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  15. #44

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    Quote Originally Posted by angelatc View Post
    Nobody who voted for Trump voted for replacing Obamacare, that's for sure.
    That's exactly what they voted for.

  16. #45

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    Quote Originally Posted by Brian4Liberty View Post
    Exactly. One of the biggest frustrations is listening to pundits and politicians conflate insurance with health care. They are not the same thing!

    And that is the essential problem. The free market has a hard enough time working rapidly and efficiently in the first place. Evolution does not happen over night, but to insulate customers from the price eliminates free market competition on price entirely. You then have what we have today. The only motivations on price are for the providers to increase them as rapidly as possible. There is no true incentive for prices to be reduced.
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  17. #46

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    Quote Originally Posted by thoughtomator View Post
    Suddenly, nobody has a problem with the federal government being involved where it shouldn't be, because Rand.

    Isn't anyone here libertarian enough to wonder what Rand's justification for having a replacement is, when the Constitution could not be clearer that control over health care is not among the powers delegated to the federal government?

    Is there anything less libertarian than a federal government controlling the health care sector?

    (Don't bother to answer, all the people with integrity abandoned this place long ago, and I have zero respect for the legions of hypocrites left.)
    Trump supporter saying Rand isn't libertarian enough, then calls those who support Rand (even tepidly) integrityless hypocrites. You can't be that stupid, so why do you waste your time here?
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  18. #47

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    You all do realize that government has been involved in the medical industry for decades, right? Long before Obamacare. Rand's plan to remove regulations and encourage personal/family HSAs is a really good first step. Trump has set a Feb 20 deadline for Congress to have a bill on his desk. For that to happen, the Senate will have to have it finished Jan 27. Rand is not on board with what everyone else is drafting, but I think he will get some parts of his plan in the new bill.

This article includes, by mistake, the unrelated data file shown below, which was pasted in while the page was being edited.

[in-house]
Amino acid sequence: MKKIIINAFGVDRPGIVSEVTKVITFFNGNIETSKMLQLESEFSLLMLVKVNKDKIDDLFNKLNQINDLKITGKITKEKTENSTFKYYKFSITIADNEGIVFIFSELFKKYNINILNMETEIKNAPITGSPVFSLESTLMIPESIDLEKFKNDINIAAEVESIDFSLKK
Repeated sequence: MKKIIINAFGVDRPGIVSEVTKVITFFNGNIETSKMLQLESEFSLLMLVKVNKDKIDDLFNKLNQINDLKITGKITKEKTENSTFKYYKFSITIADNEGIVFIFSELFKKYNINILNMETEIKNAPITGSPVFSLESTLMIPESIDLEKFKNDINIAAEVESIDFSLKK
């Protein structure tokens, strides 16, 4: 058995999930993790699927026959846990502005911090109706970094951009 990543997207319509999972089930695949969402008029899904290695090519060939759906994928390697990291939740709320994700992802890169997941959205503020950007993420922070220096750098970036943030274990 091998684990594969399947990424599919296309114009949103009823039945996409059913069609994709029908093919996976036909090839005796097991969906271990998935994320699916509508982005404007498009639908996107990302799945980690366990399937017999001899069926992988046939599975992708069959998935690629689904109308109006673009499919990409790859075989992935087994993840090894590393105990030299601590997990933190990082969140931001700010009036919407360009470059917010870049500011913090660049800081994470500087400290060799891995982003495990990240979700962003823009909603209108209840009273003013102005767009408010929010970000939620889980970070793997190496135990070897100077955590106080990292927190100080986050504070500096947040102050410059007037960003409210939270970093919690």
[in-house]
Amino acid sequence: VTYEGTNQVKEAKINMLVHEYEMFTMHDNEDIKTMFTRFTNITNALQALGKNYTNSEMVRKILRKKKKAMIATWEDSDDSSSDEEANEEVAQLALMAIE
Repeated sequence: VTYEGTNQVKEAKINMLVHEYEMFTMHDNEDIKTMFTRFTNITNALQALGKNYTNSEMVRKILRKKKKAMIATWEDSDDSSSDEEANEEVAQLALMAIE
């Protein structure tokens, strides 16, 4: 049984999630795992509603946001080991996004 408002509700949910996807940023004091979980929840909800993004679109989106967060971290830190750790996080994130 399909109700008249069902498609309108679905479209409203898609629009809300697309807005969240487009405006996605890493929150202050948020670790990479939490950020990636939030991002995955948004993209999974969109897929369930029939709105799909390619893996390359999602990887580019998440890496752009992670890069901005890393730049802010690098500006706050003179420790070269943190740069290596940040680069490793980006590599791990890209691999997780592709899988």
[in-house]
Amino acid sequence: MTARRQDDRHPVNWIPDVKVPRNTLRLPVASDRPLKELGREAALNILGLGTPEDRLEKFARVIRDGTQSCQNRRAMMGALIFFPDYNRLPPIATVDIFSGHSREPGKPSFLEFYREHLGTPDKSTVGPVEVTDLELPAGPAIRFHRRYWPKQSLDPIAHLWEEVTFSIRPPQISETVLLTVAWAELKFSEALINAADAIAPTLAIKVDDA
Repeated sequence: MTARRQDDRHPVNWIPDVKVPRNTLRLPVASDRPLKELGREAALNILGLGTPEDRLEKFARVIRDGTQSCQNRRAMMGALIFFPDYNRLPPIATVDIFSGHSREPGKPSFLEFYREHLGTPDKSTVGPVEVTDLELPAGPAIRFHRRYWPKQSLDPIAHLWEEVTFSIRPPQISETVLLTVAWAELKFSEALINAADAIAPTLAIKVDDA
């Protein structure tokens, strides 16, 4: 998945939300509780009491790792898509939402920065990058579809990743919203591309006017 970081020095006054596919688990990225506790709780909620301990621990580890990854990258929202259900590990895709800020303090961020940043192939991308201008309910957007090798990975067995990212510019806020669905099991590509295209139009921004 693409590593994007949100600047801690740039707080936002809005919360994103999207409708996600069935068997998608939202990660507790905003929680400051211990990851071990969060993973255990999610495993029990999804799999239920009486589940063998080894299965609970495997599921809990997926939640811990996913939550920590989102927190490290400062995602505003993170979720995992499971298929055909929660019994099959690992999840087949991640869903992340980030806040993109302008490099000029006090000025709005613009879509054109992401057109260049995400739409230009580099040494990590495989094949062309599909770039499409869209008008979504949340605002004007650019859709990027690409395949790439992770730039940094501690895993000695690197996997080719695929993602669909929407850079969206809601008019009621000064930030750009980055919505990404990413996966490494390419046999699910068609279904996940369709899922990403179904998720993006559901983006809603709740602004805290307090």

People currently in plans on exchanges will not lose coverage immediately. I have a feeling we are going to be stuck with this part for at least two more years.
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  19. #48

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    Quote Originally Posted by Krugminator2 View Post
    Something this article points out is that Rand is trying cut to the link between health insurance and employment. Rand mentioned this in an interview I just saw as well.

    That is the single most important issue in terms of keeping prices high. Incentivizing high deductible plans and HSAs and shifting as much burden as possible onto the employee is a great way to start the process.

    I suspect Rand and his staff just borrowed Milton Friedman's entire plan as well as the strategy for implementation. You could do a lot worse. http://www.forbes.com/2009/06/18/mil...alth-care.html

    Yes the employer healthcare tax exemption creates a huge distortion. Replace it with unlimited HSAs and allow competition across state-lines.